The Attorney General has referred the Colston 4 trial to the Court of Appeal. The High Court will consider the proper scope of defences against criminal charges arising from protests, and the directions which should be given to juries.
Hon. Suella Braverman QC MP has concluded the world-famous case in Bristol has led to uncertainty regarding the interaction between the offence of criminal damage and the rights relating to peaceful protest. The outcome of the Colston 4 trial will be unaffected by the Attorney General’s action.
Remarking on her decision, the Attorney General said: “After careful consideration, I have decided to refer the Colston statue case to the Court of Appeal to clarify the law around protests. Trial by jury is an important guardian of liberty and critical to that are the legal directions given to the jury.
“It is in the public interest to clarify the points of law raised in these cases for the future. This is a legal matter which is separate from the politics of the case involved.”
The Court of Appeal will be asked to clarify the law around whether someone can use a defence related to their human rights when they are accused of criminal damage. The Court will also consider whether juries should be asked to decide if a conviction for criminal damage is a ‘proportionate interference’ with the human rights of the accused, particularly the right to protest and freedom of expression.
In the Colston 4 case, the judge directed the jury that, before they could convict, they must be sure that doing so would be a ‘proportionate interference’ – or in other words compatible – with the defendants’ exercise of their rights to freedom of thought and to freedom of expression.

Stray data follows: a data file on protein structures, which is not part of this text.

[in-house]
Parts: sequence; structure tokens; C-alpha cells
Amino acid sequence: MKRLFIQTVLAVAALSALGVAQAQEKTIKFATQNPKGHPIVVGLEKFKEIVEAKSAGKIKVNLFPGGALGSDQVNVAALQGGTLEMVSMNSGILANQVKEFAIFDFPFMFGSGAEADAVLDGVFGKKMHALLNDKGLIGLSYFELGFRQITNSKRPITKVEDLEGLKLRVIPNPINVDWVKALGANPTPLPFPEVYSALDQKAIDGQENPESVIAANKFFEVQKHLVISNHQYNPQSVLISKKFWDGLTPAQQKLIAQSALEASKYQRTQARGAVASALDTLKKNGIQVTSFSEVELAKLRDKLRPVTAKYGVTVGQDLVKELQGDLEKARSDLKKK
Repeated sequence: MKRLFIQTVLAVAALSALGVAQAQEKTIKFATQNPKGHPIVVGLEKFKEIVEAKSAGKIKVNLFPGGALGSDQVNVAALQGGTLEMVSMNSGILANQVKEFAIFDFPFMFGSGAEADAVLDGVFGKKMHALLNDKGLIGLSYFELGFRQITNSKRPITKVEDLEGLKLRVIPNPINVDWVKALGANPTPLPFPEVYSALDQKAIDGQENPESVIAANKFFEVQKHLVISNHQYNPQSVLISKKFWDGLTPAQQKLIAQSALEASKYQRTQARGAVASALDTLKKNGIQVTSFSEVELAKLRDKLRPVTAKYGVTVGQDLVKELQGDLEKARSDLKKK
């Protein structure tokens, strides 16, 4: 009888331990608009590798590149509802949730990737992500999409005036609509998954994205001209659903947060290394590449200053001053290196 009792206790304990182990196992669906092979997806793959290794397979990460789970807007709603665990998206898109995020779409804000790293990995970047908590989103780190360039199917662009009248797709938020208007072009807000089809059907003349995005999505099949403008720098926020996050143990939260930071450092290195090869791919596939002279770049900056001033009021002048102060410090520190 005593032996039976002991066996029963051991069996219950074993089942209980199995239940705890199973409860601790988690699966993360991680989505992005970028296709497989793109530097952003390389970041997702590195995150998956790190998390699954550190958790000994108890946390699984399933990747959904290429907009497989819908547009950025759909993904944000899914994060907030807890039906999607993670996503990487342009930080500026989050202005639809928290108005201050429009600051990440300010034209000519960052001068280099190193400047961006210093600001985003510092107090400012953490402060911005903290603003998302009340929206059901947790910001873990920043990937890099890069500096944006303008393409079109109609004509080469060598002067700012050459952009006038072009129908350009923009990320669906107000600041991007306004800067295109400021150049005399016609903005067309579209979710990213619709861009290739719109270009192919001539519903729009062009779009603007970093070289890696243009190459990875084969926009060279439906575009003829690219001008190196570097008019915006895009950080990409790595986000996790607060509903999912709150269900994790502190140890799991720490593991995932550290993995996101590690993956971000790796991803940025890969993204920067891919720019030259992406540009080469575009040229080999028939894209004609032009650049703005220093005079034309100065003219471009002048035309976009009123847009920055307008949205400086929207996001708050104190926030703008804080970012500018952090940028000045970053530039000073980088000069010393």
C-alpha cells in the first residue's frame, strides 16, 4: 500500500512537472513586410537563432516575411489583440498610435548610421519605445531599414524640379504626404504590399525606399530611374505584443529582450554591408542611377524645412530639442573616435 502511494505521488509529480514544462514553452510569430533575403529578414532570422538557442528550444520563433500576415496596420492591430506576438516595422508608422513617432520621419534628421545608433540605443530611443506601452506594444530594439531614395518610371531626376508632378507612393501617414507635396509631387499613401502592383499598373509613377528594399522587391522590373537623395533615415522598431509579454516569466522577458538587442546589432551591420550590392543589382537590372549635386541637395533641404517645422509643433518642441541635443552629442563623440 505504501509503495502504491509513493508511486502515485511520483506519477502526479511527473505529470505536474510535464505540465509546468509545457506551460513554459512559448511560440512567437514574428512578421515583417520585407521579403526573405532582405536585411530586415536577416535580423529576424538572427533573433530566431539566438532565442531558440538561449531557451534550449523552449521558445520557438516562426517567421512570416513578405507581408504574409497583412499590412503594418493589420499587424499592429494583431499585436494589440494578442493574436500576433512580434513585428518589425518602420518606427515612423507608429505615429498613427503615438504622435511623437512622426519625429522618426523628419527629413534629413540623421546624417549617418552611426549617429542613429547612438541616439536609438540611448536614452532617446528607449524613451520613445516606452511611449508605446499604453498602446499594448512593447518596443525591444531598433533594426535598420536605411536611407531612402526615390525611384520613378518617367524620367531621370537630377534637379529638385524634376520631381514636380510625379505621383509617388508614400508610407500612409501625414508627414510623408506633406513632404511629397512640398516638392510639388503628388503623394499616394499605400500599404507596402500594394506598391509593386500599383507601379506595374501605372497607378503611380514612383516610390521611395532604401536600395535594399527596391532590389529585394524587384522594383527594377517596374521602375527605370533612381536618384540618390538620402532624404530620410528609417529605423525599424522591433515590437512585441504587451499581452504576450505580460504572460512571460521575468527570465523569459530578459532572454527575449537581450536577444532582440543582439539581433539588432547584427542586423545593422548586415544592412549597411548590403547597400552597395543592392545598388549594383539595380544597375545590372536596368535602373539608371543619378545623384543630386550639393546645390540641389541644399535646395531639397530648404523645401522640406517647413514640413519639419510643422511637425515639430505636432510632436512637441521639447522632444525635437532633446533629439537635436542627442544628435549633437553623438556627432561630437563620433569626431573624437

Rhian Graham, 30, Milo Ponsford, 26, and Sage Willoughby, 22, Jake Skuse, 33, known as the so-called Colston 4, were charged with criminal damage in relation to the toppling of the state and dumping it in the harbour. In January, following an 11-day trial at Bristol Crown Court, and two hours, 57 minutes’ deliberation, a jury of six men and six women acquitted all four of criminal damage.
The toppling of the statue became a key moment of the wave of protests seen around the world in the wake of the murder of George Floyd by a police officer in the US, and was even mentioned at Mr Floyd’s funeral. During trial, the prosecution said it was “irrelevant” who Colston was, and the case was one of straightforward criminal damage.
But barrister Tom Wainwright, for Mr Ponsford, said the felling of the statue had helped heal the wounds of slavery and accused the prosecution of inviting the jury to “pick open these wounds once more”. Ultimately the jury sided with the defence and clearly did feel it was relevant who Colston was and what he did during his life.
Acting independently of Government, in her role as the Guardian of the Public Interest, the Attorney General says she made the decision in the interests of future cases involving the same point of law.
There have been 19 instances of this power being used by Attorneys General since 2000. The last instance this power was used was in December 2020 when the Attorney clarified the law in relation to sexual assault.
The Criminal Justice Act 1972 provides the Attorney General with the power to refer a point of law to the Court of Appeal. This power arises when a defendant has been acquitted in the Crown Court of an offence or series of offences, and it is a legal decision separate from politics and independent from the Government.
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